Taking a break!

Thank you for following the Creative Download Visual Merchandising Blog. This is one of the busiest times of the year so the Creative Download blog is taking a break until the end of November. This gives me a chance to install Christmas into various shops, houses and hotels and finalise Valentines, Mothers Day and Spring 2019 concepts! Thank you for your patience.

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Please bear with me!

The Impact of Colour Blocking

Colour blocking has been a daring and transformative trend since Piet Mondrian’s early 1900s debut of neoplasticism. In its evolution through the 1960s mod style and Andy Warhol’s classic Pop Art, colour blocking has become most widely known as an artistic tool that utilizes bold and bright colours in many of the store windows.

Today, colour blocking of products in the stores is one of the simplest ways to add visual impact and one of the basics in Visual Merchandising. From shirts, towels, fruit and tins of paint, products can be displayed in a eye-catching and practical way. Here’s a selection of photographs that certainly make an impact with the use of bright bold colours.

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Store Windows over the years.

Walk around any town and city nowadays and you see an abundance of store windows attracting customers into their stores.

The staff that look after the window concepts were originally called Window Trimmers, however that was in the late 1800’s and early 1900’s. Visual Merchandising may be a modern term, but its application has existed long before there was ever a set of words to describe it.

Prior to the mid-nineteenth century, there is not much to report concerning the world of window displays, for their beginnings seem to trace back to the arrival of department stores in the 1850s. It is so interesting looking at photographs of “old” window displays. In the early days, it was very much a case of “stack it high” when it came to non-fashion merchandise. Terms such as Focal Point and Lines of Sight just weren’t used. As for fashion being displayed in the windows, as you can see from the photographs in this blog, times have certainly changed, not only with the fashion itself but the style and pose of mannequins. Some stores would not have the budget for mannequins so they had to adapt by wiring garments.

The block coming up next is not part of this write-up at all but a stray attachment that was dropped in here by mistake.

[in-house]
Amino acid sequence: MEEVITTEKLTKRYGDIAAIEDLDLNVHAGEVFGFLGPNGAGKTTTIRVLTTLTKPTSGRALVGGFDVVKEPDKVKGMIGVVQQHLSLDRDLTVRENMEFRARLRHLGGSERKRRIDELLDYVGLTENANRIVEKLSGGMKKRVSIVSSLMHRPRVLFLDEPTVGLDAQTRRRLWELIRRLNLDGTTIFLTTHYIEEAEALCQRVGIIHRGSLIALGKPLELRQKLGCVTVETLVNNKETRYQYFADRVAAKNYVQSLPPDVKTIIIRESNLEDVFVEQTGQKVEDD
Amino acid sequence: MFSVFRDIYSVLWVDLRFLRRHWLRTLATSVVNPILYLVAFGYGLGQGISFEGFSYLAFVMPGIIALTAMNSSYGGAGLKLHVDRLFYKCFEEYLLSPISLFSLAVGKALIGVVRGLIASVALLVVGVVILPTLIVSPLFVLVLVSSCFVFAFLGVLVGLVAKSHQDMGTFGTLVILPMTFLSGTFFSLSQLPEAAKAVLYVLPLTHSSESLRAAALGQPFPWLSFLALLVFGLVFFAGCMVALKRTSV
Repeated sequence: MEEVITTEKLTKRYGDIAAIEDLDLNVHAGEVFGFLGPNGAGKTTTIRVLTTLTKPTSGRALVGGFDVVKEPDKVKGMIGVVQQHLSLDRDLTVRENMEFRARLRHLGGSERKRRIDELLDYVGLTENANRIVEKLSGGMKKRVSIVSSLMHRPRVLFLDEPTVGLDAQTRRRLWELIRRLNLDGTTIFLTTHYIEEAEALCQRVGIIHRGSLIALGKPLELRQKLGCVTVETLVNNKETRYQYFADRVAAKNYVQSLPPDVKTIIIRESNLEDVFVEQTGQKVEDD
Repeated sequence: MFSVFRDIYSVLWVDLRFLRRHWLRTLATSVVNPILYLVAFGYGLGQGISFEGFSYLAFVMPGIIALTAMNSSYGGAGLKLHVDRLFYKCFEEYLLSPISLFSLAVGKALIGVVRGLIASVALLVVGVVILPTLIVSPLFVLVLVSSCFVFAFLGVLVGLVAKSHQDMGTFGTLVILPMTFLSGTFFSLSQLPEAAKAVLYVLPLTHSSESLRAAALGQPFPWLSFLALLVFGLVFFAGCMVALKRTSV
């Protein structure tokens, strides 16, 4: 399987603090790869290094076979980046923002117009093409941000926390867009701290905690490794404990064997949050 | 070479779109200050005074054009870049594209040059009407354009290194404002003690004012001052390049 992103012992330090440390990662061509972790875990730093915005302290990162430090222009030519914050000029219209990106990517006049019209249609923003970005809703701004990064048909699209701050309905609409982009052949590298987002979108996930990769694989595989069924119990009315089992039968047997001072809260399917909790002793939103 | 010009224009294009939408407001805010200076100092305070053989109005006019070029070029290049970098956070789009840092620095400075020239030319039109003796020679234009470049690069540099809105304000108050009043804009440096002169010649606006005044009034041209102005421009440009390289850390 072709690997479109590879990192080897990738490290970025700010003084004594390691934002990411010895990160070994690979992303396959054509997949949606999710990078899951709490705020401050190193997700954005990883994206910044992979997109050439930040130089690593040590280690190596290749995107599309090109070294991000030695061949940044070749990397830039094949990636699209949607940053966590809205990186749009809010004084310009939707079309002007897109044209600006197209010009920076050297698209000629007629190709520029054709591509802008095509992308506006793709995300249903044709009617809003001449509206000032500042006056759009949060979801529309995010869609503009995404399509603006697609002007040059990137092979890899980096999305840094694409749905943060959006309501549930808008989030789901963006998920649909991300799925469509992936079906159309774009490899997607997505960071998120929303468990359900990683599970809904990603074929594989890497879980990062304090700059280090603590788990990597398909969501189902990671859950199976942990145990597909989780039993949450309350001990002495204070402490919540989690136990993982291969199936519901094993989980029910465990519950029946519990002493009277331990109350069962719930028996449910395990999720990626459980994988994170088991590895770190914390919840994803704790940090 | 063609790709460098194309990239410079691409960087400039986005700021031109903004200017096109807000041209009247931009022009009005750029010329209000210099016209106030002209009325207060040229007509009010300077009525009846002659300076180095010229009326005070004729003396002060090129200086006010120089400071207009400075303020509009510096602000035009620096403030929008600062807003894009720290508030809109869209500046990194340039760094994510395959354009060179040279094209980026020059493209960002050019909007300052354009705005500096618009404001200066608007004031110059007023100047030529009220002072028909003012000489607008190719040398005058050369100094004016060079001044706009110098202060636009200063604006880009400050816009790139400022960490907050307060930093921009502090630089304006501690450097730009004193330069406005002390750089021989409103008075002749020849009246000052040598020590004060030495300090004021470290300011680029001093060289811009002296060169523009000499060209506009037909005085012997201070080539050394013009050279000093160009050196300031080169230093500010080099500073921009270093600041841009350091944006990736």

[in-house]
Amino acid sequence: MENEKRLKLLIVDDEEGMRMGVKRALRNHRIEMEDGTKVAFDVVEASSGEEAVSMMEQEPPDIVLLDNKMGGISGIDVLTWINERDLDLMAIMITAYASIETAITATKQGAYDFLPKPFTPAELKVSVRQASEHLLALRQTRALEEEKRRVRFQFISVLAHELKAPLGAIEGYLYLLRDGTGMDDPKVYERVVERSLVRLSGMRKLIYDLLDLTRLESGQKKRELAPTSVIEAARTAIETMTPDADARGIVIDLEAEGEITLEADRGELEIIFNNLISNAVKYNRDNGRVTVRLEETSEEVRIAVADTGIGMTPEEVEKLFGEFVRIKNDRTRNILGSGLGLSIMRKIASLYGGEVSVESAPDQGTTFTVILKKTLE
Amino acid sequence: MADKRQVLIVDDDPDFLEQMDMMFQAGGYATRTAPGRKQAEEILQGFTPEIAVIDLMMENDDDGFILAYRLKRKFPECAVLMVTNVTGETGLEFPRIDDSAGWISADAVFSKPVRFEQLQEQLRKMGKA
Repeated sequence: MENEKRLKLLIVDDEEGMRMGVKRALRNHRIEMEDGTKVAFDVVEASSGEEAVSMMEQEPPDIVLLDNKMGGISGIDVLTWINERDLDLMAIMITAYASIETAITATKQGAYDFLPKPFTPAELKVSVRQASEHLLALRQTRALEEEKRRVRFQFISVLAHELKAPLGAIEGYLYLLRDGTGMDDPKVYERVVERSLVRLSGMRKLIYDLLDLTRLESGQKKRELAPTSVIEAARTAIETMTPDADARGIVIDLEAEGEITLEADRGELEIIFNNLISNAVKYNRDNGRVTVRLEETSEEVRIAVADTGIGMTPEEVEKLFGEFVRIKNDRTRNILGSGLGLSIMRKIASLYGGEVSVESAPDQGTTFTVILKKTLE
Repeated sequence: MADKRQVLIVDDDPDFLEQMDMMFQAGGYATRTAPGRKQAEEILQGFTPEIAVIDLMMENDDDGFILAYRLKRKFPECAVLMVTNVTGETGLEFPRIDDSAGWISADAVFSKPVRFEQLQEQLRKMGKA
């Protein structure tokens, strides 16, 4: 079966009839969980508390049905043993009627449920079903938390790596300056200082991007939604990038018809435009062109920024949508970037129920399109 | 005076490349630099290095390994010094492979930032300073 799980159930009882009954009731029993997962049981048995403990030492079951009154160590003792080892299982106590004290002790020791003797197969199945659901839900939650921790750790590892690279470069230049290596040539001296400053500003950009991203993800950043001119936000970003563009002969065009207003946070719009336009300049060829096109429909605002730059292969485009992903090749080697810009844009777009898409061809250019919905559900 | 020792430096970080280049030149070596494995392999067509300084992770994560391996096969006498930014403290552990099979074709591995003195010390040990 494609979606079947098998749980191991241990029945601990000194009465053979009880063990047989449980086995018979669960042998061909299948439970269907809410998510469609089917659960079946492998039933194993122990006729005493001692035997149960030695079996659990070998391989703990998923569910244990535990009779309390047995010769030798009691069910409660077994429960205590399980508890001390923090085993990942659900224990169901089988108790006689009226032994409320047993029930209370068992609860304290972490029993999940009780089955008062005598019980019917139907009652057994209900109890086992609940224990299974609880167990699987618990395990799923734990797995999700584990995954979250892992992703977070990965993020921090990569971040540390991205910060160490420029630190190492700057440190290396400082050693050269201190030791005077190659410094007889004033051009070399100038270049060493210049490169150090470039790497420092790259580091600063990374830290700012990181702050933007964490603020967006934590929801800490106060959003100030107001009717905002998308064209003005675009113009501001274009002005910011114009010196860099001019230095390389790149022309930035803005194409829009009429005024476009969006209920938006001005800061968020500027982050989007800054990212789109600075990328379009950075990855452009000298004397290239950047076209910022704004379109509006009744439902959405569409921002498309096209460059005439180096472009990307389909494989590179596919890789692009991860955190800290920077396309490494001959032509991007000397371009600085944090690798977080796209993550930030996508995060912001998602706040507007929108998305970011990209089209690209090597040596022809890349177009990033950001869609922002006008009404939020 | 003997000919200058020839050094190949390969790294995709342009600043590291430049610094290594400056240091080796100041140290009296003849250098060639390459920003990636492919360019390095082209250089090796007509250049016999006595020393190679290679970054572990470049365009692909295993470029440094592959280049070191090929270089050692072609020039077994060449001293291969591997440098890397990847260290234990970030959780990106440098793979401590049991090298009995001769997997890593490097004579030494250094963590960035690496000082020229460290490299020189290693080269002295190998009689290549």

Marshall Fields & Company, which opened in 1852, is considered to be the birthplace of the display window layout. The layout was unveiled during the 1870s. It is accredited in part to Harry Gordon Selfridge. He introduced a variety of innovative and, at the time, radical methods for displays and marketing. Selfridge, in addition to creating window displays, also is known for the creation of the display department of department stores. The term Display Department was soon changed to The Visual Merchandising Department.

I recently visited an exhibition at The Serpentine Gallery in London and was intrigued to see a mock-up of a store from the 1900’s. In 2009 Selfridges celebrated its centenary.  Each window depicted a particular year, and the style of dressing was in keeping with that time. The Creative Team put a twist on the windows by adding one colour – Pantone 109C – The famous yellow of Selfridges.

The race to create the biggest and best window concepts is still apparent today to attract those all-important customers. It is very much as case of giving the customer something they won’t find while shopping on-line. With Christmas just around the corner, many stores will be installing their Christmas concepts ready for the excitement and curiosity of the public.

Given the current economic climate that retailers in the UK are facing, let’s hope business is brisk with the run up to Christmas. Retailers need to continue their fight in attracting those on-line customers back into their store. You don’t get retail theatre and a pleasurable shopping experience from ordering on-line.

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